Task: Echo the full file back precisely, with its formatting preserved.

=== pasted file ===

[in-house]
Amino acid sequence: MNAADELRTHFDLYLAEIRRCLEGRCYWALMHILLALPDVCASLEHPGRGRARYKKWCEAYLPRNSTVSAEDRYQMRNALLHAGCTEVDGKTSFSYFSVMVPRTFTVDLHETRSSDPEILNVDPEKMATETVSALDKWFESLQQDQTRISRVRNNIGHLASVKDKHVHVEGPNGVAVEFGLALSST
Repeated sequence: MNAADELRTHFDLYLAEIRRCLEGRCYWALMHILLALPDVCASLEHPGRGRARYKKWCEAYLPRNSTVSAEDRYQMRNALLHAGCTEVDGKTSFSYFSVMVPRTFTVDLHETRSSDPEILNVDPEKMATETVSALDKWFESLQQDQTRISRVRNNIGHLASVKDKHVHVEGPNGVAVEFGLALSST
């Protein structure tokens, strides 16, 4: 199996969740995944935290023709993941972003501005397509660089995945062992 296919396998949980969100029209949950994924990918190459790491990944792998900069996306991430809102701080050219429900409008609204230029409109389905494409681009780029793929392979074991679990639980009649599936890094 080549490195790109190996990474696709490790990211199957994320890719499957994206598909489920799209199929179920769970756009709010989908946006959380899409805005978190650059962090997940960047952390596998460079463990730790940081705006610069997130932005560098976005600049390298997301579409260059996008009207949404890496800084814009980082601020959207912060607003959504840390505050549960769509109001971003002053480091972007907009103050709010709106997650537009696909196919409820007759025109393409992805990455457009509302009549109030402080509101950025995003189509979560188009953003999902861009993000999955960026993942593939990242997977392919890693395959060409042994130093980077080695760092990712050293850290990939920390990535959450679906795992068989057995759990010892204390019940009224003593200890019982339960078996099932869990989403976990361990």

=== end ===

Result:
[in-house]
Amino acid sequence: MNAADELRTHFDLYLAEIRRCLEGRCYWALMHILLALPDVCASLEHPGRGRARYKKWCEAYLPRNSTVSAEDRYQMRNALLHAGCTEVDGKTSFSYFSVMVPRTFTVDLHETRSSDPEILNVDPEKMATETVSALDKWFESLQQDQTRISRVRNNIGHLASVKDKHVHVEGPNGVAVEFGLALSST
Repeated sequence: MNAADELRTHFDLYLAEIRRCLEGRCYWALMHILLALPDVCASLEHPGRGRARYKKWCEAYLPRNSTVSAEDRYQMRNALLHAGCTEVDGKTSFSYFSVMVPRTFTVDLHETRSSDPEILNVDPEKMATETVSALDKWFESLQQDQTRISRVRNNIGHLASVKDKHVHVEGPNGVAVEFGLALSST
């Protein structure tokens, strides 16, 4: 199996969740995944935290023709993941972003501005397509660089995945062992 296919396998949980969100029209949950994924990918190459790491990944792998900069996306991430809102701080050219429900409008609204230029409109389905494409681009780029793929392979074991679990639980009649599936890094 080549490195790109190996990474696709490790990211199957994320890719499957994206598909489920799209199929179920769970756009709010989908946006959380899409805005978190650059962090997940960047952390596998460079463990730790940081705006610069997130932005560098976005600049390298997301579409260059996008009207949404890496800084814009980082601020959207912060607003959504840390505050549960769509109001971003002053480091972007907009103050709010709106997650537009696909196919409820007759025109393409992805990455457009509302009549109030402080509101950025995003189509979560188009953003999902861009993000999955960026993942593939990242997977392919890693395959060409042994130093980077080695760092990712050293850290990939920390990535959450679906795992068989057995759990010892204390019940009224003593200890019982339960078996099932869990989403976990361990």